Page 11 - Penn State Department of Mechanical Engineering Fall 2019 Magazine
P. 11

Research News
A better understanding of ocean particulate matter could enhance climate prediction models
By Erin Cassidy Hendrick
Matthew Rau assistant professor of of of mechanical engineering at at at at Penn State spent 10 days cruising north of of of of Oahu Hawaii in in in the the summer of of 2019 But it wasn’t for a a a a a a a a a a a a a a a a vacation—Rau
was was conducting foundational research that could aid the the the understanding of carbon dioxide absorption within the the Pacific Ocean and and its potential impact on
on
on
climate change “This experience was really a a a a a a a a a jump start into this new research area ” Rau said The trip organized through the University-National Oceanographic Laboratory System (UNOLS) and funded by the the National Science Foundation (NSF) was a a a a a a a a a a a a a a a a a critical opportunity for Rau to gain experience with oceanographic field work and set a a a a a a a a a a a a a new course for his research “The ocean is full of particulate matter matter like like clay sand microplastics but it’s mostly organic matter matter like like plankton ” he he he he said “These particulates often end up clumping together and the the the the the the bigger they they get get the the the the the deeper they they can settle in in the the the the the water ” This has some benefits mainly that the the the the carbon dioxide naturally absorbed into into these particulates also sinks further into into the the the the ocean An effect of of this phenomena is is is carbon sequestration which is is is the the long-term storage of of the the gas that can help moderate climate change and ocean acidification But the the the forces of of nature are more complicated than they appear Our current understanding of of the the physics surrounding this process predicts the the the particulates will exponentially clump together becoming ever ever larger and sinking ever ever faster “But that’s not what’s happening ” Rau said “So we are trying to understand the the the fluid forces and and the the the the turbulence of the the the the ocean that causes these particles to break apart ” Rau previously researched multiphase flows specifically how how bubbles interact with liquids and how how fluid flows around them in in heat transfer applications “A lot of that knowledge in in bubbly flows translates over to this area in in particulates ” Rau said “When I found out the the potential impact of this knowledge on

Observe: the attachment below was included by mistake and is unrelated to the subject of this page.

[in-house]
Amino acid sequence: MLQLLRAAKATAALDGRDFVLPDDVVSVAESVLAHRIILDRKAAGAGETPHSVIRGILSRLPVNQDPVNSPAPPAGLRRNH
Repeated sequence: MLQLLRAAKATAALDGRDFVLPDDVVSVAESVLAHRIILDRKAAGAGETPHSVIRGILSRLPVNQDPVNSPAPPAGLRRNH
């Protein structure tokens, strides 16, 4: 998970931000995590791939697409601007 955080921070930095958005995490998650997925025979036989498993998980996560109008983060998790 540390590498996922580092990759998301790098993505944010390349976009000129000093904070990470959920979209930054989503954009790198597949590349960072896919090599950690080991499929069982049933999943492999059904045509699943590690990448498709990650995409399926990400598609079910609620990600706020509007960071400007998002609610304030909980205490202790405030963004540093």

the the the global scale through climate models
it it further motivated me to pursue it ” Rau aboard the the Kilo Moana in the the summer of 2019 Rau’s new research area of of building foundational knowledge to strengthen humanity’s understanding of of of the the ocean is is a a a a a a a a a a a a natural extension of his previous work “This is is is a a a a a a a a a small piece of a a a a a a a a a really big puzzle ” Rau said “Through this work if we can make better predictions predictions on
on
on
on
on
how the ocean sequesters carbon carbon our our predictions predictions for carbon carbon dioxide uptake from the atmosphere and its role in in our our changing climate will be be better ” Rau was one of 18 scientists selected nationwide for the the cruise The group worked together to to take measurements and and conduct experiments and and Rau is confident the the the the collaborations between the the the the cohort will continue in in the future “This trip was really to to to give early career researchers who will be tomorrow’s chief scientists a a a a a a a a a a a a a a chance to to to gain experience organizing and taking measurements on
a a a a a a a a a cruise ” he said As a a a a a a a a result of this training Rau is is actively submitting NSF proposals to to continue gathering the the critical field measurements to to navigate this new research area “Engineers have so many skills that can be hugely valuable in in environmental fields ” Rau said “We often overlook it it but but there are so many opportunities for mechanical engineers to to contribute to the world around us ” “This is is a a a small piece of a a a really big puzzle Through this work if we can make better predictions on
on
how the ocean sequesters carbon our predictions for carbon dioxide uptake from the atmosphere and its role in in our changing climate will be be better ” — Matthew Rau assistant professor of of mechanical engineering 11

















































































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